• ‘I spend a lot of time attending and ministering to others while no one particularly cares about my needs (emotionally or otherwise)’
    • ‘I can pretty much say that every continent I've heard from, from people that he's ministered to, people that don't know him.’
    • ‘In is vital that we continue to minister to people like Fionnaigh.’
    • ‘There are many of us who have chosen to remain nonpartisan and chosen it as an opportunity to minister to both sides of the bird, and to care about the whole country at large.’
    • ‘What shall we do, then, to minister to the Russians, to assist them on the arduous road to ‘reform’?’
    • ‘As healers, we take courses in age-specific competencies and diversity to better prepare us to minister to the people who come to us for care.’
    tend, care for, take care of, look after, nurse, treat, attend to, see to, administer to, help, assist, succour
    View synonyms
    1. 1.1archaic with object Provide (something necessary or helpful)
      ‘the story was able to minister true consolation’
      • ‘They would have experience; and by that experience they would be able to minister consolation to those who were in any manner afflicted.’
      • ‘At cataclysmic events in the community (births, illnesses, deaths) the women were present to minister aid and comfort.’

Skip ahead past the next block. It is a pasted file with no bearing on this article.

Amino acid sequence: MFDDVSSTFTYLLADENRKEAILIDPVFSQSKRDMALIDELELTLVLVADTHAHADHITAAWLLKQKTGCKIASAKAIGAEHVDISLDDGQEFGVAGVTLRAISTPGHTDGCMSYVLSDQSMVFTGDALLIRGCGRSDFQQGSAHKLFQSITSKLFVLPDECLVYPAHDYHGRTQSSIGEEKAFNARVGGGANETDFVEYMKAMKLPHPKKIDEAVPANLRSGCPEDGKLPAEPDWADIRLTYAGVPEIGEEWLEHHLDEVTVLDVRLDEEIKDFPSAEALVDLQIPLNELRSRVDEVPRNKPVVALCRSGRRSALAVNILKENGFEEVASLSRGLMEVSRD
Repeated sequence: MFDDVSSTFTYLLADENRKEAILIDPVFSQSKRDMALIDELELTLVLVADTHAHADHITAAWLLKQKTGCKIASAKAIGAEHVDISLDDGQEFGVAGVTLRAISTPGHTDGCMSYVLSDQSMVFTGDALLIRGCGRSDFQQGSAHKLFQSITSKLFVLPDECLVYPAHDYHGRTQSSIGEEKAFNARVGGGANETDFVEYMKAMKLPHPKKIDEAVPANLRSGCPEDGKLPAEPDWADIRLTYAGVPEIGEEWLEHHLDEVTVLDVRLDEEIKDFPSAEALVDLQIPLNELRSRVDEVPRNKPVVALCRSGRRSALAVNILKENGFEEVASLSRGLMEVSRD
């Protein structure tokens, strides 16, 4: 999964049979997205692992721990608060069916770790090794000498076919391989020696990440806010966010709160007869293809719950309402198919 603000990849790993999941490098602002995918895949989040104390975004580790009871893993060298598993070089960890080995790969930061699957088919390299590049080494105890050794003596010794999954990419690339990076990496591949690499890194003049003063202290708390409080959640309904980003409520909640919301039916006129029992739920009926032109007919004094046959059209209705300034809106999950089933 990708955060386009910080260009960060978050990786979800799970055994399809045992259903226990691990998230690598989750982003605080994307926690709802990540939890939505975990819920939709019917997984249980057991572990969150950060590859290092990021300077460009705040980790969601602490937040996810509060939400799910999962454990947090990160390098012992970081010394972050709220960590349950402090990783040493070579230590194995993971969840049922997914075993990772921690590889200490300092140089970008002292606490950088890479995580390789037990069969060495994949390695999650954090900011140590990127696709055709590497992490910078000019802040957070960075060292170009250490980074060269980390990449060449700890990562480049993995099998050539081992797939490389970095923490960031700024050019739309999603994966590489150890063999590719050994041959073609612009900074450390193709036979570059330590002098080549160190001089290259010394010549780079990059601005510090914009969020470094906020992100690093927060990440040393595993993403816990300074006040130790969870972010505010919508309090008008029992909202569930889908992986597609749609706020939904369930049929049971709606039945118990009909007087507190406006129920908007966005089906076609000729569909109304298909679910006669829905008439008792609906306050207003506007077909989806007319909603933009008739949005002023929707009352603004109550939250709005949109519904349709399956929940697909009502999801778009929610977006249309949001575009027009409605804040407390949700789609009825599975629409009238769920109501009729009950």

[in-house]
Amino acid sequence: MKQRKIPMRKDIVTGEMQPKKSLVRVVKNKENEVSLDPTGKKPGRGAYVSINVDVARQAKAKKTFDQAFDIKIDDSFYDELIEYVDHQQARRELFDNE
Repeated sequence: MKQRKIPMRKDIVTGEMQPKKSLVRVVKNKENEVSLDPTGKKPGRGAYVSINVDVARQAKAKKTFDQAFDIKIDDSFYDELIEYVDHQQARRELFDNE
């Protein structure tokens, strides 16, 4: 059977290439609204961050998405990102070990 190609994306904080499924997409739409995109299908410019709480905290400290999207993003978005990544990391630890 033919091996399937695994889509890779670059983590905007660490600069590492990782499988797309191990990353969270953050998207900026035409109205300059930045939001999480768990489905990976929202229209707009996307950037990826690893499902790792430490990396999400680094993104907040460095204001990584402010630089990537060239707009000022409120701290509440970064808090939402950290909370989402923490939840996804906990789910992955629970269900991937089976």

• ‘I lovingly ministered care for my friend in his time of need.’
  • 2Act as a minister of religion.

    ‘will these women be permitted to minister as priests?’
    • ‘She introduces the narrator to Jerome Strozzi, an aging priest who ministers to society's throwaways.’
    • ‘As much as they might complain about some of their parishioners, parish priests ministered at some point to almost every person in France, particularly at key transitional moments in their lives.’
    • ‘Priests from religious orders and the diocesan priests both ministered in that part of Down.’
    • ‘In the early nineteenth century, there were not enough priests to minister to the burgeoning Catholic community in the United States.’
    • ‘Many ‘ordinary priests’, ministering to rural communities far removed from the episcopal and monastic centres, must have suffered as many hardships as the members of their flock.’
    • ‘He returned to Zambia in 1997 and ministered as a parish priest in Kabanana, in the Archdiocese of Lusaka until 2004, when he decided to take a sabbatical.’
    • ‘A spokesperson for the diocese said yesterday no priest currently ministering in the area was under investigation.’
    • ‘So does being able to receive the sacraments from the several priests and deacons who are allowed to minister on death row.’
    • ‘The newly ordained priest will minister for the next two years at the church.’
    • ‘In the rural areas, priests ministered to a largely illiterate population and, among them, were viewed with some deference for their literacy, their links to local elites, and their contacts with the wider world.’
    • ‘It currently has almost 400 priests worldwide, ministering to an estimated one million members in more than a thousand churches and chapels.’